Antarctic Iron Project



      The project, “organic carbon oxidation and iron remobilization by West Antarctic shelf sediments” by J.P. Christensen and D.J. Burdige, was funded by the Antarctic section of the U.S. National Science Foundation. The goal of this project was to determine the amount of iron in the continental shelf sediments off Antarctica and to evaluate the possible release of this iron into the sea water. 

      This page presents a short description of the project and is offering free downloading by viewers of data collected on this project. 




The resulting analytical data are presented in the zip file,, which contains 7 files.  To download this zip file, click on the download button. 

Scientists on the R.V. Palmer prepare to collect a 12 foot long gravity core of the sediments off Antarctica.  (photo by D. Burdige)


      Since the mid 1990’s, the Palmer Long-Term Ecological Research Project had been studying plant productivity in the continental shelf waters off the Antarctic Peninsula.  The prediction was that upcoming climate change would dramatically reduce the sea-ice cover in the region. This would allow the increased penetration of sunlight into the underlying waters, and would drive increased plant production.  As a result, the ecosystem would flourish and the region would be come ecological richer and more diverse.  After several decades of monitoring, these changes did not appear.  The sea-ice cover was dramatically reduced but ocean productivity remained variable but generally unchanged.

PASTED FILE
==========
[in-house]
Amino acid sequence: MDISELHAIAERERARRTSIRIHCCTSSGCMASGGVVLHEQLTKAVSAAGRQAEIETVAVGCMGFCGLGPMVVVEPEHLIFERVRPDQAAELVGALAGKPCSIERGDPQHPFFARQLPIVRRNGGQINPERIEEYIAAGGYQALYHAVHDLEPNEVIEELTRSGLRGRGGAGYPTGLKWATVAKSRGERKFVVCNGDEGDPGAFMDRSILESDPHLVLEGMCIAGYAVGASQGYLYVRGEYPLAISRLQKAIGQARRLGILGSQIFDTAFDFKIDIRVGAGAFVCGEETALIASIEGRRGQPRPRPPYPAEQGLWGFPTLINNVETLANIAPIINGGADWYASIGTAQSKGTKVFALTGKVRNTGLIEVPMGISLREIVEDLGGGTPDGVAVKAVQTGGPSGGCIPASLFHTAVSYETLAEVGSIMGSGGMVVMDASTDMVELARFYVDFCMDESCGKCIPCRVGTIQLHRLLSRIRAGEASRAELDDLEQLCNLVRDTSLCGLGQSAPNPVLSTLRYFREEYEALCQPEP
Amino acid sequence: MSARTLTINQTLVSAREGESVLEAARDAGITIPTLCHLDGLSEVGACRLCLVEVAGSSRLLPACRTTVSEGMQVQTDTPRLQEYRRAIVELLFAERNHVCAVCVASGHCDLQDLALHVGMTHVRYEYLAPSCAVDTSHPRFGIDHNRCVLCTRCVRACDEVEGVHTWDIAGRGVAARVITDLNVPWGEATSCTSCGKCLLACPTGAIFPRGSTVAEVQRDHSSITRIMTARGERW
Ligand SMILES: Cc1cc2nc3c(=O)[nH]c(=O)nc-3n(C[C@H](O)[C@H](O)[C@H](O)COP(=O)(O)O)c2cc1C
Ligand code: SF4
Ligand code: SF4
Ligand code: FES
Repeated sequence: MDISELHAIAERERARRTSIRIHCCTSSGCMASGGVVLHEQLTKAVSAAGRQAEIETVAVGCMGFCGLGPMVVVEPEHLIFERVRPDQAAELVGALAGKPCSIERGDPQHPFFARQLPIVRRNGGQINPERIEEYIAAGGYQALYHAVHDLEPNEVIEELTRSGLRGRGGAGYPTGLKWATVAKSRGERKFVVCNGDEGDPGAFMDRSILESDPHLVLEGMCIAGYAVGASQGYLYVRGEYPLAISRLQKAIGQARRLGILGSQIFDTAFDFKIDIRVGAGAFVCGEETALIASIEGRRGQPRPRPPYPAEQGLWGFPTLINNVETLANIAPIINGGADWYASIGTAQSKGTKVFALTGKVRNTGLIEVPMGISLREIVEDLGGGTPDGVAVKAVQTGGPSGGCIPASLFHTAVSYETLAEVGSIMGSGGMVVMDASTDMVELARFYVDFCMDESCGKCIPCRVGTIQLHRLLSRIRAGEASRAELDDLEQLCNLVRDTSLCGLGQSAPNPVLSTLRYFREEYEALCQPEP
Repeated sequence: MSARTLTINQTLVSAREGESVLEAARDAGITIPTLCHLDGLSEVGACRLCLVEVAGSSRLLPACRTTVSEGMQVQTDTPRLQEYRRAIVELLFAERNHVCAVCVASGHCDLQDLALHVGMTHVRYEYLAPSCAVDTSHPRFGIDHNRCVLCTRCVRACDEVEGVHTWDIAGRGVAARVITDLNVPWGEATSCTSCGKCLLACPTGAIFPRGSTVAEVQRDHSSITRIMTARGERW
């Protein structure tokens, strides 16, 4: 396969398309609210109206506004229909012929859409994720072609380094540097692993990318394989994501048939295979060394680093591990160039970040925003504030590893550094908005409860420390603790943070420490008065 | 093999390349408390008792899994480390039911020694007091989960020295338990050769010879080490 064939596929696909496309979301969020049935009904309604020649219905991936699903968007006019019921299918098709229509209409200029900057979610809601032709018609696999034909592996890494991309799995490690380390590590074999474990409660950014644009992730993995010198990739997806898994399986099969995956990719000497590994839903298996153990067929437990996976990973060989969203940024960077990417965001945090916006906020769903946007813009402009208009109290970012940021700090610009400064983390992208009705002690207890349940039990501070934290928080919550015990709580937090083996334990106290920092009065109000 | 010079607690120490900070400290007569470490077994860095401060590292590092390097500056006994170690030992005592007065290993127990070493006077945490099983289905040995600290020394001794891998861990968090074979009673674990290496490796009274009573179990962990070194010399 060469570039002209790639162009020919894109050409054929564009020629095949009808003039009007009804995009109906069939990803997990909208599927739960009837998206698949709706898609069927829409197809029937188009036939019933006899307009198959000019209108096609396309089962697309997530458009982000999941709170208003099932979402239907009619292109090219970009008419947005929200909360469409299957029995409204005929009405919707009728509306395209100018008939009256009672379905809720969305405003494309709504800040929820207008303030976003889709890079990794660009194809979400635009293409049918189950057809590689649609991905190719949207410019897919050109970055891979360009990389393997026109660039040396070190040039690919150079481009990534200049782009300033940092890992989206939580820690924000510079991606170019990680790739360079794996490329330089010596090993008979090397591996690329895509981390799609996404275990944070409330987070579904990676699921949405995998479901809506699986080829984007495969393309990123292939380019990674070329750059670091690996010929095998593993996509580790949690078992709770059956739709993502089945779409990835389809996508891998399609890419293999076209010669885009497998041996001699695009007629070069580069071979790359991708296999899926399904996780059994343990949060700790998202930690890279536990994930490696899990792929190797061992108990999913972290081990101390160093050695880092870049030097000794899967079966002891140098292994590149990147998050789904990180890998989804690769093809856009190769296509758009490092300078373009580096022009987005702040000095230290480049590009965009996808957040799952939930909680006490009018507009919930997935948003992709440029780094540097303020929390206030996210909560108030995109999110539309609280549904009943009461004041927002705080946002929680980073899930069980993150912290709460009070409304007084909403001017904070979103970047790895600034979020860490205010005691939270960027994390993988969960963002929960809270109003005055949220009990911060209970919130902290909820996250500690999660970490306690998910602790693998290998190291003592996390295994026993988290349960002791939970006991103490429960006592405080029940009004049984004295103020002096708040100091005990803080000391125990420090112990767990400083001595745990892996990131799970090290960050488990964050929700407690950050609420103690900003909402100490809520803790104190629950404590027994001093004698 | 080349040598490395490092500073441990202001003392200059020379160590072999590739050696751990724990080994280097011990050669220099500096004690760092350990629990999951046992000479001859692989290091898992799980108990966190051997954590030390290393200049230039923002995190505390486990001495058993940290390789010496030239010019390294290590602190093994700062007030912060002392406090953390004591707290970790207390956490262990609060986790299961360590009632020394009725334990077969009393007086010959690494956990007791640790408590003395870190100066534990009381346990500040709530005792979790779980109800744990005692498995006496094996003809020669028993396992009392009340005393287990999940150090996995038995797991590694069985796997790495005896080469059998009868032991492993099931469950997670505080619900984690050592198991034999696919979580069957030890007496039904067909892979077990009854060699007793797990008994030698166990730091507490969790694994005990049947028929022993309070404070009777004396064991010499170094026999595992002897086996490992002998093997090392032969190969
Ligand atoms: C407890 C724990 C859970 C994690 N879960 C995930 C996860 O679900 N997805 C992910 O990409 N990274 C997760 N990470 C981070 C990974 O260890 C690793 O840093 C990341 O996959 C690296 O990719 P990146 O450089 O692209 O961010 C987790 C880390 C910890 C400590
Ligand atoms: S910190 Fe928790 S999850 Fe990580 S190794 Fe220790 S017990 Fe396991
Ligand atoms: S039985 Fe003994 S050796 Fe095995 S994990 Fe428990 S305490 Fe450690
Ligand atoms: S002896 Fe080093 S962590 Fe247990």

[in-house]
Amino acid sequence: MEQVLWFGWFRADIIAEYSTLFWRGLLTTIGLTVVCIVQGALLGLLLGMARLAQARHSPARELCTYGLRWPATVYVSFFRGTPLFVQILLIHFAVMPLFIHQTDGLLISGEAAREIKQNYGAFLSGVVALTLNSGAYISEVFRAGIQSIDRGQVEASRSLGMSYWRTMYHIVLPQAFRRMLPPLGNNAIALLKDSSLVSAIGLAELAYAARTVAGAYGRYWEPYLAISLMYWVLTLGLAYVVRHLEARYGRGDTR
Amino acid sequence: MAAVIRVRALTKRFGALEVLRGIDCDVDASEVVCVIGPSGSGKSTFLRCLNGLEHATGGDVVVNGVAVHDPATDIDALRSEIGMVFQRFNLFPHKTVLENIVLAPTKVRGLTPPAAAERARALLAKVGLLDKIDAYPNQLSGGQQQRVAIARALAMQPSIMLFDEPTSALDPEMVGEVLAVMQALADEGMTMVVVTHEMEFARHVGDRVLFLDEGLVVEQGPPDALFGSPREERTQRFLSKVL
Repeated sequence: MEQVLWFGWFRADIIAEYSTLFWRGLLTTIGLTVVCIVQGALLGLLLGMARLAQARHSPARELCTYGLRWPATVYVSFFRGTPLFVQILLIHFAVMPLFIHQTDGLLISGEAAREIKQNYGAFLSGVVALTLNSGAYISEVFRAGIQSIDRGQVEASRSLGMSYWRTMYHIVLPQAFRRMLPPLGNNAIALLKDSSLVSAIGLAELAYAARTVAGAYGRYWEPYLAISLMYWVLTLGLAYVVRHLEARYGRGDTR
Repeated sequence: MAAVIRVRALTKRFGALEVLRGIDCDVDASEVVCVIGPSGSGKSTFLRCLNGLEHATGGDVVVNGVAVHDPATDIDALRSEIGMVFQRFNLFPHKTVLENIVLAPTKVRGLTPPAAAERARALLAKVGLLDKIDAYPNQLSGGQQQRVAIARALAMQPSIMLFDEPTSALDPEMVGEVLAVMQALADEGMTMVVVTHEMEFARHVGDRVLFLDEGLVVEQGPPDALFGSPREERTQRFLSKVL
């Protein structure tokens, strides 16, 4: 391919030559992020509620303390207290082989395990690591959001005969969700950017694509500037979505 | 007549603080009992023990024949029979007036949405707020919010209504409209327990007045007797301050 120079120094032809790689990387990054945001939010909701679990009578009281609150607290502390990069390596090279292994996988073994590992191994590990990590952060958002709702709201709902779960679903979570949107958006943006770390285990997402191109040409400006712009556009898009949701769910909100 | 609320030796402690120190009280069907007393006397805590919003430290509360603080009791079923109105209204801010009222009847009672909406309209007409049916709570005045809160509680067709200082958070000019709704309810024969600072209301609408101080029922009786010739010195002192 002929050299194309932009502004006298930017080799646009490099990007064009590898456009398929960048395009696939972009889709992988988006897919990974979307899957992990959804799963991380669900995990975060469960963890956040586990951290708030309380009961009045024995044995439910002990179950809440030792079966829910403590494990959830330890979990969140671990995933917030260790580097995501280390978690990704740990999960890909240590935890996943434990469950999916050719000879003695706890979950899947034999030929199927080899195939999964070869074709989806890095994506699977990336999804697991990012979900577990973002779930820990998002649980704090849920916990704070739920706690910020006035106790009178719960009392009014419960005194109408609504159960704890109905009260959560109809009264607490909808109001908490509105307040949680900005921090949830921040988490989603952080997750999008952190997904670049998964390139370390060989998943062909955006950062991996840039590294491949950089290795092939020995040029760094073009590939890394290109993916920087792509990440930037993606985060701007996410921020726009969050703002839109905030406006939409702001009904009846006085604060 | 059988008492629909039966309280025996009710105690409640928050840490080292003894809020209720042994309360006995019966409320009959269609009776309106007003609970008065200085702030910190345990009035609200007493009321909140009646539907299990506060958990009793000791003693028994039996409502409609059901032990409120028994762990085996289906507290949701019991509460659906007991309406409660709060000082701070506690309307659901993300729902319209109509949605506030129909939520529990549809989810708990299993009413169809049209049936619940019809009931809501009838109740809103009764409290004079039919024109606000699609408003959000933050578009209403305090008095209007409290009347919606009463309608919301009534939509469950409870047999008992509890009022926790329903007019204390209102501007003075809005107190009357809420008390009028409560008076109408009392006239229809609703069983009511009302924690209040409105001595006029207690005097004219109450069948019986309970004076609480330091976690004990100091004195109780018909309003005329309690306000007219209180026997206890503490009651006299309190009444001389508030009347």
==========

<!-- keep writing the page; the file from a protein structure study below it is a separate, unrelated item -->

Several freshly-collected sediment cores from the deep continental shelf off Antarctica. (photo by D. Burdige)

      It was realized that productivity in this region was not driven by the combination of sunlight and common nutrients such as nitrate nitrogen. Instead, productivity was limited by the lack of the micro-nutrient, iron.  In much of the surface ocean, iron is supplied by rivers, by mixing with deeper nutrient rich waters, and by atmospheric deposition of desert dust, generally in quantities greater than needed by the planktonic plants.  In these regions, growth typically is limited by the available nitrogen.  But off frozen Antarctica, rivers are essentially non-existent and the region’s ocean is too far south to receive dust blowing off of the southern deserts of Africa, South America, and Australia.  Since the Antarctic continent is covered both by glaciers and permanent snow fields, essentially no dust is produced from the near-by land.  Consequently, the oceans around Antarctica are iron-limited.  The dramatic warming around the Antarctic Peninsula has caused greatly reduced sea-ice cover, but the plants remain limited by the lack of the available iron.

      In most mid-latitude continental shelves, the sediments contain a great deal of iron, primarily within the sediment grains and as deposits and coatings on the exterior of the grains.  Within these sediments, a part of the stored iron reacts with seawater in a variety of ways, becomes soluble, and randomly diffuses out of the sediments into the water column.  Presumably, Antarctic shelf sediments are similar and so these sediments could be an important source of iron to the seawater and perhaps to the plants near the sea surface.  The goal of the study was to evaluate how much iron was in the shelf sediments off the Antarctic Peninsula, and to estimate whether the sediments could be a naturally occurring source of iron for the local seawaters.